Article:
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Fine-tuning Price Waterhouse's model.

The model used to predict future claims against FHA's main insurance fund needs some tinkering. The FHA actuarial studies done to date have missed some of the finer points of claims behavior because of these flaws in the model.

The health of FHA's Mutual Mortgage Insurance Fund (MMIF)-- that insures most FHA single-family mortgages--has been the subject of great debate and interest in recent years. Policymakers have relied heavily on Price Waterhouse's actuarial studies of the MMIF in making policy changes ostensibly designed to improve the fund's future financial condition. These actuarial studies have, in turn, been based on the results of actuarial/econometric models of the claim and nonclaim termination (e.g., prepayment) experience of the MMIF. Hence, these actuarial studies are only as good as their underlying models.

Because the risk insured is an economic risk, all the results are highly speculative. In addition, because the results are affected by large numbers of economic variables, including the condition of a myriad of local housing markets within the United States, this modeling task is a difficult, if not impossible one. Ideally, such models should contain a small number of variables that are good predictors of future termination experience.

This article examines one aspect of the Price Waterhouse model used to forecast claim terminations. This concerns the overly broad classification of contract interest rates. Specifically, although mortgage interest rates may have changed drastically within an individual fiscal year, the Price Waterhouse claim termination model only employs the average annual contract interest rate. As a result, major differences in claim rates caused by changes in mortgage interest rates are not accurately incorporated into the model. My concern is that this could, in the extreme, invalidate Price Waterhouse's major conclusions concerning the financial condition of the MMIF.

In its ongoing analysis of the financial condition of the MMIF, (i.e., in actuarial studies published in June 1990, March 1992 and December 1992) Price Waterhouse has partitioned the MMIF's originations by fiscal year of endorsement. It's my view that such a partition blurs the effect of mortgage interest rate changes during a given fiscal year and that this could have a major impact on the results of their analysis.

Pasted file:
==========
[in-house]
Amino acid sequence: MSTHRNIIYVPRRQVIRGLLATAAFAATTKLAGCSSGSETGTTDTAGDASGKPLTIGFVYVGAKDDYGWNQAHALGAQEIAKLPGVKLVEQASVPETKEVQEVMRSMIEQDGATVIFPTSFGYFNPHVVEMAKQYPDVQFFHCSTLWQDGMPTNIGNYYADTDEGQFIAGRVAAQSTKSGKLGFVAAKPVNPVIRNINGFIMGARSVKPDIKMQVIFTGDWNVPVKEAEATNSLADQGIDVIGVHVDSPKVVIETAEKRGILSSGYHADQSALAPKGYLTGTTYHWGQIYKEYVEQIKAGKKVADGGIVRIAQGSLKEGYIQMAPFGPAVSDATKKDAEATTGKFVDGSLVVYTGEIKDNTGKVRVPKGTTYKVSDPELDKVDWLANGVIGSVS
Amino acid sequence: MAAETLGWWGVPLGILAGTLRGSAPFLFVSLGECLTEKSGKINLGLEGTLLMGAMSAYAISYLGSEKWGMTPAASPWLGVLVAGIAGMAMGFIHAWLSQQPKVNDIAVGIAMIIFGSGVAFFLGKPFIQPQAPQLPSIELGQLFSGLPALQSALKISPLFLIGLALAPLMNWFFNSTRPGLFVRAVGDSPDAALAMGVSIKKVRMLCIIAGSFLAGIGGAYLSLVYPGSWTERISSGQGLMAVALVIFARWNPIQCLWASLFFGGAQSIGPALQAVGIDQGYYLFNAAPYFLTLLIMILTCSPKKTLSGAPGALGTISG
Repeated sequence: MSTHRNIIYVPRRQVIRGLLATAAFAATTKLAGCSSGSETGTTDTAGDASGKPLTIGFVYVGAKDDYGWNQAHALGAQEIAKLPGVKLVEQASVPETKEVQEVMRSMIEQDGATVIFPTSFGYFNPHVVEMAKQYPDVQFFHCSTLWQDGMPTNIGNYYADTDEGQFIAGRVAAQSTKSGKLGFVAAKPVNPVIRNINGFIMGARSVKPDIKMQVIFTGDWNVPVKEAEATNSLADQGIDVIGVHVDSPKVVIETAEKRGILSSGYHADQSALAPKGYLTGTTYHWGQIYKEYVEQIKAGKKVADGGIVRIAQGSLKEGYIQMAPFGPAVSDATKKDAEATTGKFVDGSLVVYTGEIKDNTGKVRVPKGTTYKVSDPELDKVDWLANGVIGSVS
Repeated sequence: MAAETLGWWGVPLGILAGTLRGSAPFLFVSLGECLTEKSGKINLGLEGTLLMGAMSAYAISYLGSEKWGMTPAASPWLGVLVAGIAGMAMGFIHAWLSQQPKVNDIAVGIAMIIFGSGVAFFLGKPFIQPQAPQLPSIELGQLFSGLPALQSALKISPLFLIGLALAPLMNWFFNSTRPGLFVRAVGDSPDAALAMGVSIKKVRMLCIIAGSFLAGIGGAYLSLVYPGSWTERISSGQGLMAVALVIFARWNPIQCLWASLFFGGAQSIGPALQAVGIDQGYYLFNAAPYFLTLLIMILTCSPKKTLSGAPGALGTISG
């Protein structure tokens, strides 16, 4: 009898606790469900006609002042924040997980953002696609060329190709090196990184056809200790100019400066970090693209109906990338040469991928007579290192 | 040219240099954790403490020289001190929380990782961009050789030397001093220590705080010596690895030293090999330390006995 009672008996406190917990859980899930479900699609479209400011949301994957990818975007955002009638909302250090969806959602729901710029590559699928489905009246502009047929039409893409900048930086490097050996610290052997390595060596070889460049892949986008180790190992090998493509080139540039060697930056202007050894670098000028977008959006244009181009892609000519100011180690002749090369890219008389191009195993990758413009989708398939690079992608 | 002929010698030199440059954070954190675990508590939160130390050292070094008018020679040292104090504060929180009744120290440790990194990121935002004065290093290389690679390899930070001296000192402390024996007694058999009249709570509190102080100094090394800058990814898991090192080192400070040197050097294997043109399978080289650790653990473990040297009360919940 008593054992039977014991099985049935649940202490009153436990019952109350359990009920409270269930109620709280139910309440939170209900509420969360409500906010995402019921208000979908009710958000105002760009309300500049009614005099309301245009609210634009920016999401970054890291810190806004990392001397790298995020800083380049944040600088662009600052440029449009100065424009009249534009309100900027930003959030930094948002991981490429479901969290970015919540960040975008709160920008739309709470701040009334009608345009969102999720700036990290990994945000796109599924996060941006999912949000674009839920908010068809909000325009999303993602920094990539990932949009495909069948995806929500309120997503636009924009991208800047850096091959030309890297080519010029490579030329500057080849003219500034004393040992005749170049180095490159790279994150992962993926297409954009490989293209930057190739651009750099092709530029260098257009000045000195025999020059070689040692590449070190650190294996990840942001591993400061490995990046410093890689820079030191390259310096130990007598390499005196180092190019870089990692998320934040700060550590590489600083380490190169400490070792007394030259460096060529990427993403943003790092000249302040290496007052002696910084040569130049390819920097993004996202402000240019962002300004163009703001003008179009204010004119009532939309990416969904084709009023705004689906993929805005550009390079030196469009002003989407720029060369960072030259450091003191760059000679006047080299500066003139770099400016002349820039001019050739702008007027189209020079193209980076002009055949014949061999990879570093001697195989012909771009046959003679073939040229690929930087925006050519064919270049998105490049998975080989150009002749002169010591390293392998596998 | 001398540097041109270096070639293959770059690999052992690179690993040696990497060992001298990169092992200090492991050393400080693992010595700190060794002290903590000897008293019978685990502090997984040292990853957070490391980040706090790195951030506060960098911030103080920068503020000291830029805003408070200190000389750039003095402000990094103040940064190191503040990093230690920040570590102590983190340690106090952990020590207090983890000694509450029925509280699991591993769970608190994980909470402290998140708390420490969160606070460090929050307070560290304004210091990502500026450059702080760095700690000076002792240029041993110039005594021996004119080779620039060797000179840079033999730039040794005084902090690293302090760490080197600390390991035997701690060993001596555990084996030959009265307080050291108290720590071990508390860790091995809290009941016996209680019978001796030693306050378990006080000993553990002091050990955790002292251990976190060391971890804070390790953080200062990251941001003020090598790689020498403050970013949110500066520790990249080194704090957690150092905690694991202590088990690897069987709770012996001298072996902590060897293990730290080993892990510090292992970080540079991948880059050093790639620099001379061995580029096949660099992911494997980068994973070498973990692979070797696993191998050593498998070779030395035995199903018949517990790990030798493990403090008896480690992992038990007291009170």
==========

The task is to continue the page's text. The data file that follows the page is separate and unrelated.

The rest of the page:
Price Waterhouse has employed the endorsement year as the point of origination. The endorsement date is a function of HUD's mortgage processing system. During 1986 and 1987, there was a long lag between the endorsement date and the date of the origination of the mortgage. (This was caused by the large increase in FHA single-family business precipitated by a major decline in mortgage interest rates and the resulting backlog of mortgages to process.) I have seen extreme cases where mortgages are endorsed as much as 10 years after their origination. In order to more closely represent the date the loan was originated, I think it is more reasonable here to use the begin-amortization date of the mortgage, instead of the endorsement date.

I believe that it is even more preferable, however, to partition the originations either by month of origination or by a fine partition of the contract interest rates. (By fine partition, I mean partitioning contract interest rates into intervals of length of 1/8 or 1/4 percent.)

As this article will show, in an environment of rising interest rates, such as that experienced during the late 1970s and early 1980s, a moderate increase in interest rates is equivalent to a substantial decrease in the effective loan-to-value ratio of outstanding mortgages. The MMIF experience data for mortgages originated during fiscal years 1978 and 1986 demonstrate that a small difference in mortgage contract interest rates can make a large difference in the claim termination experience of MMIF-insured mortgages. It's my view that this effect is due in large part to the assumability of MMIF-insured mortgages.

The initial loan-to-value ratio is roughly defined as the ratio of the initial mortgage amount to the appraised value of the underlying property. However, the mortgage itself may have some value that should be factored into this assessment. The right of the borrower to prepay the mortgage if interest rates decline is equivalent to the borrower's having a "put" option on the mortgage. But the value of the mortgage itself, especially an assumable mortgage, can increase in value if mortgage interest rates increase. I contend that this increase in the value of the existing loan should be added to the appraised value of the property, to arrive at a truer measure of the economic worth of the property and the mortgage together.

For this reason, I define the "effective loan-to-value ratio" roughly as the outstanding balance of the mortgage amount, divided by the sum of the appraised value of the property and the extra value of the existing mortgage due to the contract interest rate being less than the currently available mortgage interest rate.